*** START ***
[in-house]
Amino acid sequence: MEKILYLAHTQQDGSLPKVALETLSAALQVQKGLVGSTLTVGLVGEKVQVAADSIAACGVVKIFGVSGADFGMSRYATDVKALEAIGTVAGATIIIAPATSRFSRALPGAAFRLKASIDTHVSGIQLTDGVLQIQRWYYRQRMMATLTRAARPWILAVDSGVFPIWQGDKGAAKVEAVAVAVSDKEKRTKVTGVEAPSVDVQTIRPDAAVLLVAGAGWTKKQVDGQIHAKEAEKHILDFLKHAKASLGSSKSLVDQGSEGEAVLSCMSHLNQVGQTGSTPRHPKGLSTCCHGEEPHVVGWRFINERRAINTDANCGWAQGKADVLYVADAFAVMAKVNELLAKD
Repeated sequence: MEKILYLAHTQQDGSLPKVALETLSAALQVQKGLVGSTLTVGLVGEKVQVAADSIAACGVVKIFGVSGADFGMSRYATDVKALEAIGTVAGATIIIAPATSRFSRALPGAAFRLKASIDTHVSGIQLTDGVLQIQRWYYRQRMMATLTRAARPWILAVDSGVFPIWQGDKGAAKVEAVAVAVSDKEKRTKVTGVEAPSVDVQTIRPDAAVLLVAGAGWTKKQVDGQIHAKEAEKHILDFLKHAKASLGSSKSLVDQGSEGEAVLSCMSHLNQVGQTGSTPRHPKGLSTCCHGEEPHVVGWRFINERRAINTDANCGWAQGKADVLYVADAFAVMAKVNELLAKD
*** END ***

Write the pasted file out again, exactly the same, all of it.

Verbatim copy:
[in-house]
Amino acid sequence: MEKILYLAHTQQDGSLPKVALETLSAALQVQKGLVGSTLTVGLVGEKVQVAADSIAACGVVKIFGVSGADFGMSRYATDVKALEAIGTVAGATIIIAPATSRFSRALPGAAFRLKASIDTHVSGIQLTDGVLQIQRWYYRQRMMATLTRAARPWILAVDSGVFPIWQGDKGAAKVEAVAVAVSDKEKRTKVTGVEAPSVDVQTIRPDAAVLLVAGAGWTKKQVDGQIHAKEAEKHILDFLKHAKASLGSSKSLVDQGSEGEAVLSCMSHLNQVGQTGSTPRHPKGLSTCCHGEEPHVVGWRFINERRAINTDANCGWAQGKADVLYVADAFAVMAKVNELLAKD
Repeated sequence: MEKILYLAHTQQDGSLPKVALETLSAALQVQKGLVGSTLTVGLVGEKVQVAADSIAACGVVKIFGVSGADFGMSRYATDVKALEAIGTVAGATIIIAPATSRFSRALPGAAFRLKASIDTHVSGIQLTDGVLQIQRWYYRQRMMATLTRAARPWILAVDSGVFPIWQGDKGAAKVEAVAVAVSDKEKRTKVTGVEAPSVDVQTIRPDAAVLLVAGAGWTKKQVDGQIHAKEAEKHILDFLKHAKASLGSSKSLVDQGSEGEAVLSCMSHLNQVGQTGSTPRHPKGLSTCCHGEEPHVVGWRFINERRAINTDANCGWAQGKADVLYVADAFAVMAKVNELLAKD